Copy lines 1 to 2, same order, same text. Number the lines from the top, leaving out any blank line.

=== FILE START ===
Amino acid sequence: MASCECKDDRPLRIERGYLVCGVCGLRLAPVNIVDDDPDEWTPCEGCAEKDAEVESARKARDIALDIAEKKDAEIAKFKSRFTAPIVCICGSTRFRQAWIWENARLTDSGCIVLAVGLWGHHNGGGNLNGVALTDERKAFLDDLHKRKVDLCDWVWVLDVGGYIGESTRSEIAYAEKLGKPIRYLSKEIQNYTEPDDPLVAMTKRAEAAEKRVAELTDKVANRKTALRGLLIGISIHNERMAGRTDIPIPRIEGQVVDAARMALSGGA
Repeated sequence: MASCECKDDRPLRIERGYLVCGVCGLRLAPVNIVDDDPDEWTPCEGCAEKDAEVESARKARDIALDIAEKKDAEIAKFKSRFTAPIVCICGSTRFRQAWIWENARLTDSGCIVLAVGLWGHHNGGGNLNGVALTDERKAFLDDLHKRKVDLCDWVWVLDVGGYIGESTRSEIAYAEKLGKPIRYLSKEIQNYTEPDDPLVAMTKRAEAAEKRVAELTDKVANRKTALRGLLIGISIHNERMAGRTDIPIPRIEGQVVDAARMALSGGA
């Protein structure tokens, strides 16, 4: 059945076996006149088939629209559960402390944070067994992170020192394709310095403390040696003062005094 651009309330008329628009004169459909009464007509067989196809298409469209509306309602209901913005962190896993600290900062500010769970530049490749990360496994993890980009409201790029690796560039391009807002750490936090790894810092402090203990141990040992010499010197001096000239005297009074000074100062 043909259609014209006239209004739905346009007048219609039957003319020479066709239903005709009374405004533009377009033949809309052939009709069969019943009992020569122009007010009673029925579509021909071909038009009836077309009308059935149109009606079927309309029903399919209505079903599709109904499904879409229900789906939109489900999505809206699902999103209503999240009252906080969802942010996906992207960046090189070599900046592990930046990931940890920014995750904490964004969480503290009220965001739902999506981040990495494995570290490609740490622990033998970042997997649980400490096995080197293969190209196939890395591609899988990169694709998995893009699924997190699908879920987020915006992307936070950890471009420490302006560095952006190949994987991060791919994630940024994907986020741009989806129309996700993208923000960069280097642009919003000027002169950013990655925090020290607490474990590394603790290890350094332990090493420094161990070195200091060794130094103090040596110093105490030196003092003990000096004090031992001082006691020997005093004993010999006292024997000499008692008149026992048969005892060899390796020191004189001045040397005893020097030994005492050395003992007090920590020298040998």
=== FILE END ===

Amino acid sequence: MASCECKDDRPLRIERGYLVCGVCGLRLAPVNIVDDDPDEWTPCEGCAEKDAEVESARKARDIALDIAEKKDAEIAKFKSRFTAPIVCICGSTRFRQAWIWENARLTDSGCIVLAVGLWGHHNGGGNLNGVALTDERKAFLDDLHKRKVDLCDWVWVLDVGGYIGESTRSEIAYAEKLGKPIRYLSKEIQNYTEPDDPLVAMTKRAEAAEKRVAELTDKVANRKTALRGLLIGISIHNERMAGRTDIPIPRIEGQVVDAARMALSGGA
Repeated sequence: MASCECKDDRPLRIERGYLVCGVCGLRLAPVNIVDDDPDEWTPCEGCAEKDAEVESARKARDIALDIAEKKDAEIAKFKSRFTAPIVCICGSTRFRQAWIWENARLTDSGCIVLAVGLWGHHNGGGNLNGVALTDERKAFLDDLHKRKVDLCDWVWVLDVGGYIGESTRSEIAYAEKLGKPIRYLSKEIQNYTEPDDPLVAMTKRAEAAEKRVAELTDKVANRKTALRGLLIGISIHNERMAGRTDIPIPRIEGQVVDAARMALSGGA